The smartphone moved with him from room to room as a torch in a dark and threatening castle, everything outside its light potentially harmful. And in public places where people otherwise had the chance to connect now they didn’t, they interacted instead with what or whomever else they chose, the opportunity for non-curated moments negated. The same at bars: how men bent into their screens in an almost sexual manner, thumbing the surface with the same blank-faced look as actors in pornographic films with no dialogue. He saw it in the kids, too. How they slipped out when they slipped in. But how much easier it was to parent them, it freed him up to do other things. And you could always threaten to take it away.
The smartphone got put back in his pocket for good measure and he was good about keeping it charged. In the car he took it out so it wouldn’t bend and put it between his legs, anchored by the inside of his thigh for quick access at stop lights and backups, to keep on top of things. He pre-scripted haiku-length notes he could crack off via SMS when stopped at intersections. No delays, every moment realized. He knew it wasn’t right and told himself to look away, but the scenes outside his car window would always be there and weren’t as interesting frankly as the news on his phone. Anything could happen out there, but rarely did.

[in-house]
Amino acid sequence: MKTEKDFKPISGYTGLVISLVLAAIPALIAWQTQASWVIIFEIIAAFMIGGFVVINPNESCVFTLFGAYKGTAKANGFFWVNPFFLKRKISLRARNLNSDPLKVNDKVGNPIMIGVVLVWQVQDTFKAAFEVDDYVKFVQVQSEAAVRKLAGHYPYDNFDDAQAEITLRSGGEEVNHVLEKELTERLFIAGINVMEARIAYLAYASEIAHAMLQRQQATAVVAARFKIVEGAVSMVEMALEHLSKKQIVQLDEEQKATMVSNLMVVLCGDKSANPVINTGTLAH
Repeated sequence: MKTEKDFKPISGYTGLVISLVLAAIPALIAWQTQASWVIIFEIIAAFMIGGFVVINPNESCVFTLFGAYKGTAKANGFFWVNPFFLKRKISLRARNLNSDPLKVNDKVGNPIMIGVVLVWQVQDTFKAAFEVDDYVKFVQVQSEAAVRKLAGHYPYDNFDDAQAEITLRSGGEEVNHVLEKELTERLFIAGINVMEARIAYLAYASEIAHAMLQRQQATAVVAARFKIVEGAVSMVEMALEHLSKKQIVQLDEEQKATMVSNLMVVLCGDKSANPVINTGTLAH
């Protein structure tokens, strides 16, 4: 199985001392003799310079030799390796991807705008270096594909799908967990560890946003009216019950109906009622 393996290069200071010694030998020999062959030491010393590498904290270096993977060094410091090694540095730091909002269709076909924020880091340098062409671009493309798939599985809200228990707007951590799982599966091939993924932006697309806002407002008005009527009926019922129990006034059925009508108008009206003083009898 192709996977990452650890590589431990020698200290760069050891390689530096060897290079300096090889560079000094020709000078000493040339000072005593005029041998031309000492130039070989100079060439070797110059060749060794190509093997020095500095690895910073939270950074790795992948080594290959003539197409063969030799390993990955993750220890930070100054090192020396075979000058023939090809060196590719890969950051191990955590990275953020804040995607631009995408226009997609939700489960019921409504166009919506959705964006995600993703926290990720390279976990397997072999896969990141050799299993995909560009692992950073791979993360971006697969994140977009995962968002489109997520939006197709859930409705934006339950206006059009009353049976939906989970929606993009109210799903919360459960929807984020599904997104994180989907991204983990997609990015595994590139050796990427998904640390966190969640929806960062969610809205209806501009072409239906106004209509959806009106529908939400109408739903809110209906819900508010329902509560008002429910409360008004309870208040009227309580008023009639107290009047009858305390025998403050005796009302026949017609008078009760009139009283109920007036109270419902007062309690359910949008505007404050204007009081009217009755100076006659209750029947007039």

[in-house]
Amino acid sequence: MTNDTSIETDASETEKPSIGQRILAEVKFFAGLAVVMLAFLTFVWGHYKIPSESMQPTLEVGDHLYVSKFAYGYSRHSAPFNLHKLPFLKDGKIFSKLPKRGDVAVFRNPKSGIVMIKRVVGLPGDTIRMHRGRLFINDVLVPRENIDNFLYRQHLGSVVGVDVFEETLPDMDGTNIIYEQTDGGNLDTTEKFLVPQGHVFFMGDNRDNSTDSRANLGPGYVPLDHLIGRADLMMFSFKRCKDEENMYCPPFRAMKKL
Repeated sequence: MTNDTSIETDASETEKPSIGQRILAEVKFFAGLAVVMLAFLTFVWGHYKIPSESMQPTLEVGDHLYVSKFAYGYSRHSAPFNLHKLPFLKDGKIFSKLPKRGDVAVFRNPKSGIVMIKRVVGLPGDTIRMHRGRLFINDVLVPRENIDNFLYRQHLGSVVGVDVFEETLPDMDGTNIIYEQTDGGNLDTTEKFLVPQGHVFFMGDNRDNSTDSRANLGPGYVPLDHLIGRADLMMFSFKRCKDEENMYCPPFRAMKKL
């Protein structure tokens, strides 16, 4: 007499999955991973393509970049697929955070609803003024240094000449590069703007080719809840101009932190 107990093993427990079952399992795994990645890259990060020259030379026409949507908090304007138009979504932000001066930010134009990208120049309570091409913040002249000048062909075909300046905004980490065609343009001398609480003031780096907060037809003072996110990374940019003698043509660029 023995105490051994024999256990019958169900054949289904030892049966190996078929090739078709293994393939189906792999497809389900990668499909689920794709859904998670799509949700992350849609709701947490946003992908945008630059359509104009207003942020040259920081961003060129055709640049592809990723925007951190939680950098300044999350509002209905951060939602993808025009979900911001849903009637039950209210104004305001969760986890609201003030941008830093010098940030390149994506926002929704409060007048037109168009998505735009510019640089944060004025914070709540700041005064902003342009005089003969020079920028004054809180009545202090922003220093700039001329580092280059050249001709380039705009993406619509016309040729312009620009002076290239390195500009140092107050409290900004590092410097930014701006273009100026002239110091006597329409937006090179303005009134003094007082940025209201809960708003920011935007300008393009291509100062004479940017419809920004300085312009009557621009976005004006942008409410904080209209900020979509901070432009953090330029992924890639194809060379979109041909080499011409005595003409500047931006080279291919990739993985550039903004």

The phone was like that magical portal in The Lord of the Rings the evil sorcerer Saruman used to communicate with the even more evil sorcerer Sauron, the portal that looked like a birdbath with a queer, greenish light that spun in sickly strands when Sauron came into view and barked orders. The kids looked like that too, the same eerie glow, awaiting commands. There was no resistance or self-consciousness in their absorption, how they held their phones at arm’s length and preened, vanity now made commercial, no longer private, cultural, in fact: the possibility anyone could be anything without much effort and it was all right there, in your hand. Self-made stars, reality TV. He sucked it in like an IV drip, it got faster and sweeter, made him feel illustrious, ebullient, insensate (but how queer and calming the sensation, how detached he seemed when finally, willfully, he put it down and silenced it).
How much like a king he could rule in small bursts by remote control.
How many followers he had, to listen.
They let you say whatever you want, take it right down the throat.
It would always be this way, only a matter of time. God favored the successful man. It was their charge now to lead, with cell phones and torches.
Image of Sauron the Necromancer, from One Wiki To Rule Them All.